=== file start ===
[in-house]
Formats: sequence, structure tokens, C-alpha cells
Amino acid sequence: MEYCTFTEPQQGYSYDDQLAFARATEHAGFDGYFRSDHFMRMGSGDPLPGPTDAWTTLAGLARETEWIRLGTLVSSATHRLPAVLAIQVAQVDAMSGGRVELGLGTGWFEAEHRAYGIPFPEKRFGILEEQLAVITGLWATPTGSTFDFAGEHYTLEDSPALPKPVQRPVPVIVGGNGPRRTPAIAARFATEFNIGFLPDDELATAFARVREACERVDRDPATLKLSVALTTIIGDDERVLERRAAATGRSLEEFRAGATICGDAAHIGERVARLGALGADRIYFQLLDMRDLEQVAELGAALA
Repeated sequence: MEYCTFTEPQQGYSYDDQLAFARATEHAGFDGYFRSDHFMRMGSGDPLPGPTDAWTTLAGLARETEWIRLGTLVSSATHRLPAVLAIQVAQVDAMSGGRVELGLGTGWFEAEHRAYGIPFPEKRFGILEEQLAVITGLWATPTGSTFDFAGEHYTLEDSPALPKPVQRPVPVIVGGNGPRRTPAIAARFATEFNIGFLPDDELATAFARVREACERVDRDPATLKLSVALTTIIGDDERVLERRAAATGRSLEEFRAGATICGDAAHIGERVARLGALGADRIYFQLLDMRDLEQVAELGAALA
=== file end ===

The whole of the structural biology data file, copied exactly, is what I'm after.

[in-house]
Formats: sequence, structure tokens, C-alpha cells
Amino acid sequence: MEYCTFTEPQQGYSYDDQLAFARATEHAGFDGYFRSDHFMRMGSGDPLPGPTDAWTTLAGLARETEWIRLGTLVSSATHRLPAVLAIQVAQVDAMSGGRVELGLGTGWFEAEHRAYGIPFPEKRFGILEEQLAVITGLWATPTGSTFDFAGEHYTLEDSPALPKPVQRPVPVIVGGNGPRRTPAIAARFATEFNIGFLPDDELATAFARVREACERVDRDPATLKLSVALTTIIGDDERVLERRAAATGRSLEEFRAGATICGDAAHIGERVARLGALGADRIYFQLLDMRDLEQVAELGAALA
Repeated sequence: MEYCTFTEPQQGYSYDDQLAFARATEHAGFDGYFRSDHFMRMGSGDPLPGPTDAWTTLAGLARETEWIRLGTLVSSATHRLPAVLAIQVAQVDAMSGGRVELGLGTGWFEAEHRAYGIPFPEKRFGILEEQLAVITGLWATPTGSTFDFAGEHYTLEDSPALPKPVQRPVPVIVGGNGPRRTPAIAARFATEFNIGFLPDDELATAFARVREACERVDRDPATLKLSVALTTIIGDDERVLERRAAATGRSLEEFRAGATICGDAAHIGERVARLGALGADRIYFQLLDMRDLEQVAELGAALA